The fatalities included everyone in the aircraft – two police officers and a civilian pilot.
One of them was named last night as PC Kirsty Nelis. In 2003, Mrs Nelis received a bravery award after overpowering a hammer- wielding thug.
In a terrible coincidence, her brother-in-law, Paul Nelis, is a fire service commander who was among the first on the scene – and learned of her death as he arrived.
The pilot of the helicopter, who is believed to be among the dead, was identified as former RAF flight lieutenant David Traill, 51.
Police also named Gary Arthur, 48, from Paisley, as another casualty, after his body was recovered from the scene on the banks of the River Clyde.
according to The Sun.
Police admitted last night that there might still be bodies inside the pub, called The Clutha, though they have ruled out finding any more survivors. ‘The helicopter is in there and it is dominating the whole space within the building,’ said Chief Constable Sir Stephen House.
Five people inside the pub who had been listening to a live band were also among the dead. A total of 32 people were injured, 14 of them seriously – they were still being treated in hospitals across the city last night.
The tragedy cast a pall over Scotland’s St Andrew’s Day celebrations yesterday.
‘I think it will become apparent later that the brave pilot averted an even bigger tragedy,’ said Grace Maclean, a 22-year-old marketing assistant, who was in the bar but escaped uninjured.
‘I believe there are many, many people who owe their lives to him – me included.’
She added: ‘I just feel numb. Looking at pictures of the scene, it just seems so surreal.
‘Obviously I am distraught that people have died at a place I went to for a fun night out. My thoughts are with their families. I was so lucky.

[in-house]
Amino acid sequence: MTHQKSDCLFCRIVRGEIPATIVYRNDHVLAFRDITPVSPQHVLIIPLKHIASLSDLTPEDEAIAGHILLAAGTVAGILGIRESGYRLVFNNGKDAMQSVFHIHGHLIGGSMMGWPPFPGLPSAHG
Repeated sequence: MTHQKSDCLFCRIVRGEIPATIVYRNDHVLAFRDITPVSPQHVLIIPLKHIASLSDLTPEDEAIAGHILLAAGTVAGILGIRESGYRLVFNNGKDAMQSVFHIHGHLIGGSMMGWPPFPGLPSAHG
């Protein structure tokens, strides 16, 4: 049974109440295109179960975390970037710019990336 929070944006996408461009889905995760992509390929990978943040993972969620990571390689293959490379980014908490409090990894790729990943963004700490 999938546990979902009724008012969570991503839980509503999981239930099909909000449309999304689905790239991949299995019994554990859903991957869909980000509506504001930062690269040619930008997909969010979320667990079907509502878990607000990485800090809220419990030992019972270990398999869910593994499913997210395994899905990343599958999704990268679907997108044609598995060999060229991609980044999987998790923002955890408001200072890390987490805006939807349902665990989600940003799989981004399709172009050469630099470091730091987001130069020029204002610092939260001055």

‘If that helicopter had landed a few feet the other way, or landed heavier and gone through the roof with its rotors spinning, or exploded – well, it doesn’t bear thinking about.’
The crash happened while local ska band Esperanza were playing in the pub, which stands on bank of the Clyde in the city centre and is named after the river’s Latin name.
At first, there was bemusement, and some even laughed as a panel fell down behind the stage. ‘Looks like we’re bringing the roof down,’ joked the singer as the band carried on playing.
Yet seconds later, as dust clouds swirled through the bar, it became abundantly clear that something horrifying had happened. Slowly at first, part of the roof began caving in. Then it gave way completely, trapping a number of people directly beneath it.
Robert Kennedy, whose daughter Anne Marie was working behind the bar at the time of the incident, said she suffered a broken leg but was relieved she was alive.
Mr McGarrigle, 59, a regular, is thought to have died because he was sitting in his ‘favourite seat’ which was directly under the point where the helicopter struck the roof.
His son John spent half the night frantically trying to contact him until he finally became convinced he was dead and ‘probably lying underneath the helicopter’.
He added: ‘He sat in the same spot all the time... a woman called Fiona said she walked into the toilet and, bang, the ’copter came in. When she came running out the door, my dad and Sammy [his friend] were gone.’
By this point, there was shouting and screaming and a thick cloud of black dust had swept over everyone inside. ‘I could barely see a few inches in front of me,’ said Ms Maclean.
‘I could feel hands grabbing me and people shouting: “Get out.”’
He said: ‘It wasn’t a screaming, shouting match – and bear in mind that I ran over seconds after it happened, so people were coming out – and I think their reaction was “What’s happened?” because people didn’t seem to be in a state of complete panic.